Could Brian Laundrie's Parents Be Charged With Obstruction of Justice in Gabby Petito Case?

FBI agents searched the North Port, Florida, residence of Brian Laundrie's family on Monday, temporarily removing his parents from the home in the process and declaring the house a crime scene. The move came a day after a body was found that was believed to be that of Laundrie's missing fiancée, Gabby Petito.

Speculation regarding possible criminal charges for Brian Laundrie, who has been named a "person of interest," had already begun before the remains were found and his current whereabouts remain unknown.

Now, people are wondering if his parents could also possibly face charges like obstruction of justice, although thus far authorities have given no indication they committed any crime.

Petitos
Authorities searched the family home of Gabby Petito's fiancé, Brian Laundrie on Monday. No charges have filed against Laundrie's parents, but they could have committed offenses should it be determined they lied or withheld evidence. In this photo, Tara Petito (L) and Joe Petito react while the City of North Port Chief of Police Todd Garrison speaks during a news conference for their missing daughter Gabby Petito on September 16, 2021 in North Port, Florida. Getty

"The FBI is executing a court-authorized search warrant today at the Laundrie residence in North Port, FL relevant to the Gabrielle 'Gabby' Petito investigation," the Tampa office of the FBI tweeted on Monday. The office's Twitter account later said "[n]o further details can be provided since this is an active and ongoing investigation."

Authorities reported Laundrie arrived at his parents' home September 1, 10 days before Petito was reported missing by her mother. Police spoke with his parents—Chris and Roberta Laundrie—on September 17, during which time the Laundries said they last saw their son on September 14.

However, if his parents were being intentionally untruthful or withholding pertinent evidence in regards to what they know about Brian's current whereabouts or Petito's disappearance, they could have committed crimes, including obstruction of justice.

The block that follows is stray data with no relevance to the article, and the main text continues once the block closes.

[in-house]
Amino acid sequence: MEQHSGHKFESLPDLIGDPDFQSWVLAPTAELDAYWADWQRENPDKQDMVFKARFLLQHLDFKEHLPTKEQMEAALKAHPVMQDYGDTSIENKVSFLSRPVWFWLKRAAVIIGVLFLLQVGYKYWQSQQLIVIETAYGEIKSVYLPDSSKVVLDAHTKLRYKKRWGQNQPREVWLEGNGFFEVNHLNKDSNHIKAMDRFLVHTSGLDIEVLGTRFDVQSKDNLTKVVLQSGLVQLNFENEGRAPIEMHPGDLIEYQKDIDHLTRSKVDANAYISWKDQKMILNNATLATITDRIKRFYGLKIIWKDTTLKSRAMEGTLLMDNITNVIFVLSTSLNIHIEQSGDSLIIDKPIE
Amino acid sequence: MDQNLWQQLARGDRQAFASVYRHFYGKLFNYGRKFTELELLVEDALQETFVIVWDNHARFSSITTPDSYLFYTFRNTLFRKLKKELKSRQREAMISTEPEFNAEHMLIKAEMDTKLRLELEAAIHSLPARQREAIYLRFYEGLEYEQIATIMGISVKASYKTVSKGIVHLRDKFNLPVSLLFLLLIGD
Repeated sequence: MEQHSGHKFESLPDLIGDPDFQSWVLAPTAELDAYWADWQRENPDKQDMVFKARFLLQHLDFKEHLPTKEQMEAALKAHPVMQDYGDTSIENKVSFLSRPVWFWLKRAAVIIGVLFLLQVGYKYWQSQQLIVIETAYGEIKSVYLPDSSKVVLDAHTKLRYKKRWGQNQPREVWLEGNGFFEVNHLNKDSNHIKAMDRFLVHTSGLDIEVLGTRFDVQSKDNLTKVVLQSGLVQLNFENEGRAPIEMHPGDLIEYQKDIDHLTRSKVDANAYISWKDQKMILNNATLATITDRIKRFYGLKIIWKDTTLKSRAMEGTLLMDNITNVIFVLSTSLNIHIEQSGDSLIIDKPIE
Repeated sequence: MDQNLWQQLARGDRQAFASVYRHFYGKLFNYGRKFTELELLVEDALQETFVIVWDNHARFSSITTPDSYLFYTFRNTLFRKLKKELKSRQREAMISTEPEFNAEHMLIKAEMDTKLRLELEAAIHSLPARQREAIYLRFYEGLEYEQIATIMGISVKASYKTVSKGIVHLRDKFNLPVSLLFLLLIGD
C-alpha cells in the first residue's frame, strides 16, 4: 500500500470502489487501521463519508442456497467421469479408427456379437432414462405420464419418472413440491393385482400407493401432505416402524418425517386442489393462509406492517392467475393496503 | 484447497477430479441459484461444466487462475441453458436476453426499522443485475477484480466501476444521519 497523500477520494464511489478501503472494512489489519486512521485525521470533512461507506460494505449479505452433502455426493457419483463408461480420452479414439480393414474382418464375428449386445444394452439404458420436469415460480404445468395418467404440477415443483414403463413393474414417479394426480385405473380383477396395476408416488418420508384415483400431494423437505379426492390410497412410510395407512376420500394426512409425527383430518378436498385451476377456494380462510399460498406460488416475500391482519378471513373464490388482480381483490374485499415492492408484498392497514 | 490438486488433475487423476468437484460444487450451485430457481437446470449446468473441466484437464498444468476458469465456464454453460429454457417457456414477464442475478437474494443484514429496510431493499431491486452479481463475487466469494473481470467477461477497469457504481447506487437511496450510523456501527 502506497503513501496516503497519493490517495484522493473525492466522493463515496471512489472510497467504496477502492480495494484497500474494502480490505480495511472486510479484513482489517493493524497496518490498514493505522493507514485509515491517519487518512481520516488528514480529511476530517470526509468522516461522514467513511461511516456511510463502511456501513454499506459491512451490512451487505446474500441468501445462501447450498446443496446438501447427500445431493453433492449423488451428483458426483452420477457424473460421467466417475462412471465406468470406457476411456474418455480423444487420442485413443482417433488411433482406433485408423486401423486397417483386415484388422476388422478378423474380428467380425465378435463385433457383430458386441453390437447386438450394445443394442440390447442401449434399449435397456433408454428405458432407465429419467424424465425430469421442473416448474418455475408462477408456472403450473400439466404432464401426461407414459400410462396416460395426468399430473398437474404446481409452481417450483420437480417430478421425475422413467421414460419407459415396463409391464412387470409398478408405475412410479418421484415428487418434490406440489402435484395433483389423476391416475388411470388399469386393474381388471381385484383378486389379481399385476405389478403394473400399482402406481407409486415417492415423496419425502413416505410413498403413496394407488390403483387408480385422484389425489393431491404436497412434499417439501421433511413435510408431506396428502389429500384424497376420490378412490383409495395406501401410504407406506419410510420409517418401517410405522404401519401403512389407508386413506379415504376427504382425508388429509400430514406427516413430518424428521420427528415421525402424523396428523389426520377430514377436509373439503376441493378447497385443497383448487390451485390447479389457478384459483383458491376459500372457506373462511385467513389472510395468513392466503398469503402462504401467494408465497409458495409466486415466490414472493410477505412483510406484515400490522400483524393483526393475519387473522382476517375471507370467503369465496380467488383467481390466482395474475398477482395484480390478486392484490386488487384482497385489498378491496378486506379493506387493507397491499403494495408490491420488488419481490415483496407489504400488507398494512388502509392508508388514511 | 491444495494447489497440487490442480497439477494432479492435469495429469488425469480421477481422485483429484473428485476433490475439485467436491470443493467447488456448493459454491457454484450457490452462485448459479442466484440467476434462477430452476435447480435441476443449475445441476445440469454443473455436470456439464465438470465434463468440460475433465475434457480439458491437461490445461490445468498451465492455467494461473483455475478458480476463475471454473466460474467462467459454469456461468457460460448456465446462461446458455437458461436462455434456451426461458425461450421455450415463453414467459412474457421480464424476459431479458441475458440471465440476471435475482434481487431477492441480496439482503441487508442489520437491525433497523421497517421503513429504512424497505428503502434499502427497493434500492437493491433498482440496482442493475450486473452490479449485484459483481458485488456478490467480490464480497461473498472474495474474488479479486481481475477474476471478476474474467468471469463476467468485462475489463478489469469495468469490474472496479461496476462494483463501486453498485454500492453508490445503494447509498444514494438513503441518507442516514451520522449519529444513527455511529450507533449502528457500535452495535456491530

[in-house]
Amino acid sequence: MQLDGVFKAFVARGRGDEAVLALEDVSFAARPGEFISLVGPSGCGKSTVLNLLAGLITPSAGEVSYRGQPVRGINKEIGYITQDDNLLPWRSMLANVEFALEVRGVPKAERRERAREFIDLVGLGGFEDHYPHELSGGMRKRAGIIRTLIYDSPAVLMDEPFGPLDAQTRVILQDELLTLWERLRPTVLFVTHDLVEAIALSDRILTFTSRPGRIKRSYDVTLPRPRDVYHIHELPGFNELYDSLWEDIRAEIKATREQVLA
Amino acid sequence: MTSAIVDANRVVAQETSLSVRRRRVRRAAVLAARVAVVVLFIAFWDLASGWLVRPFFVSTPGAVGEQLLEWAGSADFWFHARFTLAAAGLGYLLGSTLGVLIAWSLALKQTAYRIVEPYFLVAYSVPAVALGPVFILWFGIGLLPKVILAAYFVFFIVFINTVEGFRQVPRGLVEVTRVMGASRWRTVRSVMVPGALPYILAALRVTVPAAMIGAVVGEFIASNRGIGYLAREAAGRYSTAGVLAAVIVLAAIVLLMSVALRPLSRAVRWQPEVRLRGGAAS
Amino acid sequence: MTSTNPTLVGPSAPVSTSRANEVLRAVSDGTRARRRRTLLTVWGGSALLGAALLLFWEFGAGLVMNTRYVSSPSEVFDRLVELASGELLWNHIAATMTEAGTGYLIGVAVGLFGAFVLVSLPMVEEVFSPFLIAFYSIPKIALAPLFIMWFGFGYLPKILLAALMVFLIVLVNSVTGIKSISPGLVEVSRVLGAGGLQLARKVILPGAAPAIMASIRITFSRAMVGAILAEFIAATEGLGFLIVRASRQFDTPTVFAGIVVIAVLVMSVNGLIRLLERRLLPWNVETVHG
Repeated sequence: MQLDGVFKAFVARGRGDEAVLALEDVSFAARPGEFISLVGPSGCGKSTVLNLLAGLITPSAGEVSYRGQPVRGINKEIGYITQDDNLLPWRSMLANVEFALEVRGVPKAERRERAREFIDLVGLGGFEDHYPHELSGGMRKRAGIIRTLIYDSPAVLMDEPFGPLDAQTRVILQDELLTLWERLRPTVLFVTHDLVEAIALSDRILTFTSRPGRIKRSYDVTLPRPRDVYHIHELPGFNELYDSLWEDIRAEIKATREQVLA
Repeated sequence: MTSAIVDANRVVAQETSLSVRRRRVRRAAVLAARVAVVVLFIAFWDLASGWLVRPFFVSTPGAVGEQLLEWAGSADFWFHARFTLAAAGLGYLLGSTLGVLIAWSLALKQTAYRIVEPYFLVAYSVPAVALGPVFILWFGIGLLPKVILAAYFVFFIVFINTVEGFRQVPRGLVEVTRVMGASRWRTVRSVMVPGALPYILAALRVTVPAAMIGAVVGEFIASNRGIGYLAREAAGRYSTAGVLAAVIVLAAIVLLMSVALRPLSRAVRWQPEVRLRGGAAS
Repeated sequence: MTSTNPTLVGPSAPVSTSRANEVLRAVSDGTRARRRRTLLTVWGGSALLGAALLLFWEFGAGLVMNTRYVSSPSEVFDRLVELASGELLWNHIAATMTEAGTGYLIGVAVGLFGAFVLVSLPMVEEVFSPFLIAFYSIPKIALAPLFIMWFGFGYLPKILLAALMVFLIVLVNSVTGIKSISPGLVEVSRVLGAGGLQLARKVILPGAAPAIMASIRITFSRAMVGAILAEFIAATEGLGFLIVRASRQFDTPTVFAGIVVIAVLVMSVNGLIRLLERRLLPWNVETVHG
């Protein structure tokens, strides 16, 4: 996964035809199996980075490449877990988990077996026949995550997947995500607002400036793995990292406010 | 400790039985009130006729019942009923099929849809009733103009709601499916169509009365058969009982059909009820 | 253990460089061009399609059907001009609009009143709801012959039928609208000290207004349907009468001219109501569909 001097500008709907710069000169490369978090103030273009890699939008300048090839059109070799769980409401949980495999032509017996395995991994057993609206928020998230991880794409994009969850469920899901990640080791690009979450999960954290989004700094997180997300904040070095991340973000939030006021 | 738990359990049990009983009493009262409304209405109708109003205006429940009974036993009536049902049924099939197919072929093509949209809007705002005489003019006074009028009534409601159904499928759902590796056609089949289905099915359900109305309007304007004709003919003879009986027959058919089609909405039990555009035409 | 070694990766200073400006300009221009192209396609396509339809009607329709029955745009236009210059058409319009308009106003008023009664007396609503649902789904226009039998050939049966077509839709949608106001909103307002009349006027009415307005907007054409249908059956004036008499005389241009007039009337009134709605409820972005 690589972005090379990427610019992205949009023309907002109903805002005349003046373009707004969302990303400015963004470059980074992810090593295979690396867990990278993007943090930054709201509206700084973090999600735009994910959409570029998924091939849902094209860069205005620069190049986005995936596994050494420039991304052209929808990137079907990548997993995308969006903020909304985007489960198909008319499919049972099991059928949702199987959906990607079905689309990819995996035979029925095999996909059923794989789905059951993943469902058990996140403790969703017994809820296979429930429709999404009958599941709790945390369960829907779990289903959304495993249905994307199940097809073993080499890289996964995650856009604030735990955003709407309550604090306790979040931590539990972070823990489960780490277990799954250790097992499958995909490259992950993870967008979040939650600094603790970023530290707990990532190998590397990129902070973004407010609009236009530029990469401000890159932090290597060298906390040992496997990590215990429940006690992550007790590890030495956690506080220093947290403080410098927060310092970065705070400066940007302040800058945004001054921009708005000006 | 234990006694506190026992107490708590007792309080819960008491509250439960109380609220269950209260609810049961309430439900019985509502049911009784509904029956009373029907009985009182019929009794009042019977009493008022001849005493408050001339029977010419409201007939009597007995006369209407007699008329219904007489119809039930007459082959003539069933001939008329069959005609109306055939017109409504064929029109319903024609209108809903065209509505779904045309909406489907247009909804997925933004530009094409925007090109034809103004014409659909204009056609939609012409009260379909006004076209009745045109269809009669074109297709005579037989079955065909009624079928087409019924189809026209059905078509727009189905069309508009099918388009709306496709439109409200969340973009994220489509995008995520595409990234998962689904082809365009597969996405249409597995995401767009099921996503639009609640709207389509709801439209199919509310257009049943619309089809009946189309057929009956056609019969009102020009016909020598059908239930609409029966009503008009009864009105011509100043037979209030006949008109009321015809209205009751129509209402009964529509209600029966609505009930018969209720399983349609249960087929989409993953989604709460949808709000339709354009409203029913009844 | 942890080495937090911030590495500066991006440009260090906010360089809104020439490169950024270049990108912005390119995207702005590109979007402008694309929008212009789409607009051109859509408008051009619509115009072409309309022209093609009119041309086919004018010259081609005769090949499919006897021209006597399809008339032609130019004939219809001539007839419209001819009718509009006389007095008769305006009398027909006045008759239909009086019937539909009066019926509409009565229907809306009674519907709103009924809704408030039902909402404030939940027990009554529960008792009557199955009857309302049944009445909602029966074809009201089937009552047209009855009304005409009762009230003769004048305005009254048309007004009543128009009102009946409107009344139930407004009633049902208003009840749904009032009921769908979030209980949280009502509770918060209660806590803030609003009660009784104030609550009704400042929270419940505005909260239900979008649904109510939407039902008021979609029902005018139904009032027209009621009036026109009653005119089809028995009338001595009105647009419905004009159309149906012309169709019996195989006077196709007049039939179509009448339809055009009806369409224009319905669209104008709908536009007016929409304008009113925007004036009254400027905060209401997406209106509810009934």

Nancy Grace questioned what the Laundries may or may not have known regarding their son and Petito. Though never saying she believed they committed any crimes, Grace said during a Fox News appearance, "I'm suspicious. Was he ever even in Carlton Reserve?"

"And here's something else for you to think about. Has anybody seen him at all since he got home on September 1?" Grace added. "How long has he really been gone? Remember the parents wouldn't let the cops in the home. They wouldn't let them see Laundrie or talk to him. Has he been gone this whole time?"

Isabelle Kirshner, a criminal defense attorney and partner at the firm Clayman & Rosenberg, explained to Newsweek more on how the Laundries could have committed obstruction.

"Lying to a federal agent is a federal crime," Kirshner said. "If for some reason they said, and again this is completely hypothetical, 'Do you have any weapons in the house?' 'No, we don't have any weapons,' and they search the house and they find weapons—that could theoretically be a crime."

"If the FBI asks, 'Do you know where your son is?' and they said no, and in fact they did...That is what's called a 1001 violation, which is lying to a federal officer for obstructing an investigation," she added. (Kirshner did not in any way imply or insinuate any crime was committed by the Laundries and only spoke in hypothetical terms.)

Should Chris and Roberta Laundrie be covering anything up about what they know, that could constitute obstruction of justice. However, they could also face potential charges of making false statements to additional accessory crimes, such as aiding and abetting or accessories after the fact if they knew or believe that their son killed Petito. Such independent charges could come if authorities feel they intended to assist Brian in hiding from police or concealing evidence.

Another possible, though somewhat unlikely, scenario, is the Laundries face a charge for the misdemeanor crime of "misprision of a felony." This offense, under federal law, makes it a crime to conceal knowledge of a felony.

However, for a misprision offense, there must be evidence of active concealment, and not simply a failure to report of someone's location. Historically, the charge is usually only brought against people with a special duty to report a crime, like law enforcement officials.

Fox News reported Monday that the Laundries were removed from their home and put in a van outside while the search was conducted. After about an hour, they were allowed back inside, according to the outlet.

Chris and Roberta Laundrie told investigators on Friday that Brian left last Tuesday morning for a hike at the nearby Carlton Reserve but had not been heard from since. Police said Monday they had "exhausted all avenues" in searching the Carlton Reserve.

Update 09/20/21 4:45 p.m. ET: This story has been updated to include comments from Nancy Grace during a recent Fox News appearance.

Update 09/20/21 5:30 p.m. ET: This story has been further updated to include comments from attorney Isabelle Kirshner.